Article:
In Linux environment variables define the system behavior. Environment variables are present in all operating systems like Linux, Mac, Windows, etc. Environment variables are the same as variables. We can declare, recall and set them with the same syntax that we use for variables.
We refer to environment variables by daemons and applications whenever we require them. We use environment variables to revoke the default settings, and with the help of environment variables, we can handle system settings. In this Linux environment variables blog, we will discuss how to set environment variables and how to use them.
In this blog, we discuss the following topics:
A variable acts as a location to store the value, and that value can be text, filename, and number. Generally, we refer to its representative name that we provide while creating it. The value we store in that variable can be displayed, edited, deleted.
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Linux Environment variables are the dynamic values that impact the programs or processes on the computer. Environment variables are present in all the operating systems, but data types may differ. Environment variables provide information about system behavior.
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System Administrators have the capability for changing the environment variables to meet individual or greater group requirements of the users inside their environments. Administrators can change the command-line prompt, hostname.
Syntax: Unset variable name
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To demonstrate the difference between environment and shell variables, we will start setting the shell variables.
To create a shell variable with the name “VAR1” and value “environment,” we have to enter:
We can check variable is set through “echo $MY_VAR” of refining the set command output with grep set | grep VAR1:
We use “printenv” variable for checking whether this variable is an environment variable or not.
We can also attempt to print variable in the sub-shell, and we will retrieve an empty output:
$bash -c ‘echo $VAR1’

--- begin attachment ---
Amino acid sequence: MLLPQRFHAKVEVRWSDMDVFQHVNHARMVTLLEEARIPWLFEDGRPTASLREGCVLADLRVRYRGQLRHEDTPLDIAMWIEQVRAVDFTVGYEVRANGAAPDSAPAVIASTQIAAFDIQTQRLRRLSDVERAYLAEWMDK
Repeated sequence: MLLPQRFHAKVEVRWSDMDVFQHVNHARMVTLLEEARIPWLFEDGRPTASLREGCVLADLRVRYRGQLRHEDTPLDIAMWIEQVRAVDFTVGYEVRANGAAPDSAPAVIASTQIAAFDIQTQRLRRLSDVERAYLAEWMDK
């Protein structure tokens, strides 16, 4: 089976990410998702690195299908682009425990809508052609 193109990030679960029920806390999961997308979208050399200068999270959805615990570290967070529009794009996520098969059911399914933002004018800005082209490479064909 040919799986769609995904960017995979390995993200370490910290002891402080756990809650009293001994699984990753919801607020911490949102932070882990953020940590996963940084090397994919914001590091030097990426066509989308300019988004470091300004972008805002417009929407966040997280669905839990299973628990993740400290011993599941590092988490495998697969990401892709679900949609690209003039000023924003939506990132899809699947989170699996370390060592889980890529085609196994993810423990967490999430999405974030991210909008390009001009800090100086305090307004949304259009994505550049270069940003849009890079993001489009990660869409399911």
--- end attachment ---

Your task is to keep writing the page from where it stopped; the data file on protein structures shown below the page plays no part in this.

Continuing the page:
If you attempt to print the variable in the sub-shell then we will get the variable name displayed on our terminal:
$bash -c ‘echo VAR1’
We can also set the environment variables in one line:
$export “NEW_VAR1” =” NEW VAR1”
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Following are some of the important environment variables
1. USER: Currently logged-in user.
2. EDITOR: This is the default file editor. We use this editor when we type “edit” in the terminal.
3. HOME: This is the home directory of the current user.
4. LOGNAME: This variable represents the current user.
5. SHELL: This variable represents the shell of the current user.
6. TERM: This variable represents current locales settings.
7. LANG: This variable represents the current locale settings.
8. PATH: The PATH environment variable represents the directories list that to be searched while implementing the command. When we are executing a command, the system will explore the directories.
$ echo $PATH
9. MAIL: The MAIL environment variable represents the location where the current user stores his mail.
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To make the environment variables constant, we must define those environment variables in the configuration files of bash. In the Linux distributions, when we start a machine, we read the environment variables from the below files:
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Linux Environment Variables are a group of dynamic values and applications that will use them to customize the system. We can declare and use them as general variables. Among various environment variables, we can use them based on our requirements. I hope this article provides you with the required information about environment variables.
If you have any queries, let us know by commenting in the below section.
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